The keys of the game?
For Pace, let Carter dominate. For Westside, force Carter to win the game without much help.
Here are the other boys games this week:
Islands at Liberty County: The defending champion Liberty County Panthers are a high-scoring offensive program from Hinesville (near Savannah). Liberty has scored more than 100 points five times this season, including a 121-point performance against Long County and a 120-point performance against Bradwell Institute. Islands, however, might have answers in Trae Broadnax (19.7 points per game), Justin Cave (18.5 points per game), and Hugh Durham (12.2 points per game).
Lovett at Morgan County: Lovett defeated Greater Atlanta Christian, 62-58, in the first round, then cooled off a hot Crisp County team, 71-69, in the second round. Morgan County moved past Adairsville 71-40 in the first round and Tattnall County 82-56 in the second round.
Jenkins at Calhoun: Jenkins beat Cook County, 75-65, in the first round and Cedar Grove 71-56 in the second round. Calhoun moved past Hart County, 75-63, in the first round and Central-Macon, 67-61, in the second round.
On the girls side of the classification, all of the focus has been on a possible fifth rematch between the two Savannah programs, Beach and Johnson, which have swapped the top spot in the rankings all season. The two teams have traded blows four times and split the games. Neither has lost to anyone else, leaving this question hanging: Can anyone beat either of these two teams?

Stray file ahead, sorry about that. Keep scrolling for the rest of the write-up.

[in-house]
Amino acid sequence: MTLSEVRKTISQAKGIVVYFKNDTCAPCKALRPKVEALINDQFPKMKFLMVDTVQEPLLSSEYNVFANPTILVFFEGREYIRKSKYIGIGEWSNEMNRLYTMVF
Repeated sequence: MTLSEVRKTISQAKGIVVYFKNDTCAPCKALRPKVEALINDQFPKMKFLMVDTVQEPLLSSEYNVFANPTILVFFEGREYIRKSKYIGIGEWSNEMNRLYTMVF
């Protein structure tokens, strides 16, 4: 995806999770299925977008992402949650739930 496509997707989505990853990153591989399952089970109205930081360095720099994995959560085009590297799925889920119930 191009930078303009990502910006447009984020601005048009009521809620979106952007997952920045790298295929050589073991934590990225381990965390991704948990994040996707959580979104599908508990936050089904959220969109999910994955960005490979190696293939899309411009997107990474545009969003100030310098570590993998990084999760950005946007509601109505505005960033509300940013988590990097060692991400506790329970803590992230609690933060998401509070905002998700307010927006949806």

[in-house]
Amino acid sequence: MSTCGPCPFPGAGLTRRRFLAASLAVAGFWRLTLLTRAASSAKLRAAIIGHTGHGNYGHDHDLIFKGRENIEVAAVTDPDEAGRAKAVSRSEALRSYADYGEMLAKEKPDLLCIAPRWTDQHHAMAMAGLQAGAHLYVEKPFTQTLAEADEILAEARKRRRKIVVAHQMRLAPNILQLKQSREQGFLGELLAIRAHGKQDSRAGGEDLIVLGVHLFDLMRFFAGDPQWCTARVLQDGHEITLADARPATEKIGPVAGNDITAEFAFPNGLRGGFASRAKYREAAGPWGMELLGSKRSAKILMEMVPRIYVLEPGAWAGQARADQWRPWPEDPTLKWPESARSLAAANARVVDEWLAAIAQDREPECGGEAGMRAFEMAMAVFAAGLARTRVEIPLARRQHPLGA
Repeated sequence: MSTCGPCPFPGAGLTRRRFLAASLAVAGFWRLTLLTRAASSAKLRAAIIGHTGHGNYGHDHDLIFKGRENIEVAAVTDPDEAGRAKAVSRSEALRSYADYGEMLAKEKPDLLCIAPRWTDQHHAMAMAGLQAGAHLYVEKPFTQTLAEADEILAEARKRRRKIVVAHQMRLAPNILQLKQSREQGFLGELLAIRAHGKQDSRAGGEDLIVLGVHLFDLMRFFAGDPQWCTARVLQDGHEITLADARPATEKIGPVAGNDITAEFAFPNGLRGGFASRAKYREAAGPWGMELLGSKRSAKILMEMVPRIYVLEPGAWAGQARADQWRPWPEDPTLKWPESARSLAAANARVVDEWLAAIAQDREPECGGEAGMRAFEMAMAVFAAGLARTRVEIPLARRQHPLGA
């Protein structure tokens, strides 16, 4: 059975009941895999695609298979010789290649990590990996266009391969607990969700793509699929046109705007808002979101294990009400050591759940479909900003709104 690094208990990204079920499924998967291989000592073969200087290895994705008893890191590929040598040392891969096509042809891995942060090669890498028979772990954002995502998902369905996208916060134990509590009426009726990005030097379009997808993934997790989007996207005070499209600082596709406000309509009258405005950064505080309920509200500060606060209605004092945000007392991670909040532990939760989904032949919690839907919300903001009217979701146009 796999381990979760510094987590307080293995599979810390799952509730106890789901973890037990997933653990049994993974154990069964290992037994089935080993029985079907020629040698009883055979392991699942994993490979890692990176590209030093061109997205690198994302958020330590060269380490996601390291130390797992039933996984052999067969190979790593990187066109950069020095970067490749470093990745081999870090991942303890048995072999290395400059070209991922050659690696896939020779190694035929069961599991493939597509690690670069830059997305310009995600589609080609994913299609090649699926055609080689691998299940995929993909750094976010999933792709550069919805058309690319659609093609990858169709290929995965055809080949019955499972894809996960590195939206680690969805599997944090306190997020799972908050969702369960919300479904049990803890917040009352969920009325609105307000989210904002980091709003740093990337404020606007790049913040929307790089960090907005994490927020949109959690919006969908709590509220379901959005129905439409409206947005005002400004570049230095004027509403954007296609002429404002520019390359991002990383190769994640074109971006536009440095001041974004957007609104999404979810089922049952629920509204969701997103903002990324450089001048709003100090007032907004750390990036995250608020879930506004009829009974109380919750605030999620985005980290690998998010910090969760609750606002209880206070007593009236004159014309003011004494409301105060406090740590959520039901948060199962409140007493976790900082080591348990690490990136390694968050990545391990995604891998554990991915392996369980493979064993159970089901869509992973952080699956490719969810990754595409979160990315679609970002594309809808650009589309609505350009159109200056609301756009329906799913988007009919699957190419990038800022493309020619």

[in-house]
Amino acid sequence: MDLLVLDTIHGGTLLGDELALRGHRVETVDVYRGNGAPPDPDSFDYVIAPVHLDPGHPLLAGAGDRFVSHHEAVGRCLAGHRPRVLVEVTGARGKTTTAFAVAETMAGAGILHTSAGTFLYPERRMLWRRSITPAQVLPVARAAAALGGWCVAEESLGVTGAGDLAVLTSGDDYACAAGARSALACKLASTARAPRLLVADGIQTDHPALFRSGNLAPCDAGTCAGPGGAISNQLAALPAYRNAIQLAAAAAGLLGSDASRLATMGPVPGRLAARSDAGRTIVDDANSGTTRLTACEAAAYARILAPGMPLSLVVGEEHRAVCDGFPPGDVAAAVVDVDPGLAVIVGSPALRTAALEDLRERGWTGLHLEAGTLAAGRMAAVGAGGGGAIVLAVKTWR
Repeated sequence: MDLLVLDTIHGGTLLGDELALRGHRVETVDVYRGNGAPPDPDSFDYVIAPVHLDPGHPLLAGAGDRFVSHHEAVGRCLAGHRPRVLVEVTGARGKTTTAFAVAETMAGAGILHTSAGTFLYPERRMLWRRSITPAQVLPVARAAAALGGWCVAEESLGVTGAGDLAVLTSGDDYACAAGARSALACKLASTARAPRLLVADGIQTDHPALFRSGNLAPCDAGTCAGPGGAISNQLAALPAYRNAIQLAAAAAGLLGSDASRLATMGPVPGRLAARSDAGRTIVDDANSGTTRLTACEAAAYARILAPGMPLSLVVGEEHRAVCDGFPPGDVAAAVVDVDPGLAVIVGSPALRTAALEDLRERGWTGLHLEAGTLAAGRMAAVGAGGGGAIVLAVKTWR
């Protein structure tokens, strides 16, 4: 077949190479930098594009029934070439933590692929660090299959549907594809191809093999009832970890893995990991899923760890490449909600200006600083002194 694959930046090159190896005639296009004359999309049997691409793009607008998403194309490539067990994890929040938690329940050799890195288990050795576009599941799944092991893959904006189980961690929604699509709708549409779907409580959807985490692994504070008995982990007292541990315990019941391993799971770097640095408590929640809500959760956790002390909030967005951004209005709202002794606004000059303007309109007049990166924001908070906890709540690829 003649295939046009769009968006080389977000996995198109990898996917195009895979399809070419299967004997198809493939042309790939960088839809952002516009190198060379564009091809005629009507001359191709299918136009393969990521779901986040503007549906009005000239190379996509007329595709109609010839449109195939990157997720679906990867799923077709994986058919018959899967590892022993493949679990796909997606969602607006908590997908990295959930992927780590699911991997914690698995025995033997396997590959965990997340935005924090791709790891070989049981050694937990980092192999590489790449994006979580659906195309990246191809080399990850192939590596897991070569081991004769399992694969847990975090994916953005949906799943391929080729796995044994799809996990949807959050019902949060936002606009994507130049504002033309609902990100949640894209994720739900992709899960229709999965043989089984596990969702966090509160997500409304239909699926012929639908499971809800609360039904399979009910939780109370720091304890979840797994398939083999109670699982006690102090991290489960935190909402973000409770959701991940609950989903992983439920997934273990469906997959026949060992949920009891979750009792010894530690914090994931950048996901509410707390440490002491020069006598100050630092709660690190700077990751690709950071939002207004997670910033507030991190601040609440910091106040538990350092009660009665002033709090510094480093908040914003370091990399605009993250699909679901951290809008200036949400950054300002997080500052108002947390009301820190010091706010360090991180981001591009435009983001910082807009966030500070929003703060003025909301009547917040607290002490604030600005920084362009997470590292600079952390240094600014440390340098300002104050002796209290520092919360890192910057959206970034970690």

The answer, I think, is Greater Atlanta Christian.
The Lady Spartans, whose last loss came Jan. 21 to Holy Innocents’, have yet to be challenged in the first two rounds, defeating Cedar Grove 72-43 in the first round and Cook County 84-34 in the second.
Robyn Benton, Tamiah Lewis and Taylor Sutton have combined to average nearly 43 points per game. Add in Ciara Reynolds, and you can bump the average to nearly 53 points per game. Tattnall County, which plays GAC on Tuesday, has scored 53 points or less in 18 games this season. You do the math.
The other girls games this week include:
Beach at Central-Macon: Beach ran away with the first-round game against Dougherty, 61-33, and defeated Redan by 20 points in the second round. Central-Macon handled Liberty County, 55-41, in the first round and Hart County, 59-45, in the second.
Dawson County at Morgan County: Defending champions Morgan County was not challenged in the first round, defeating Sonoraville 61-26. The Lady Bulldogs then took care of Pierce County, 56-39. Dawson County beat Lovett 72-61 in the first round and Monroe 63-53 in the second.
Peach County at Johnson-Savannah: Johnson dismantled Crisp County 79-27 in the first round and North Hall 54-38 in the second. Peach County beat Long County 60-30 in the first round, then squeaked by Haralson County 56-55 in the second.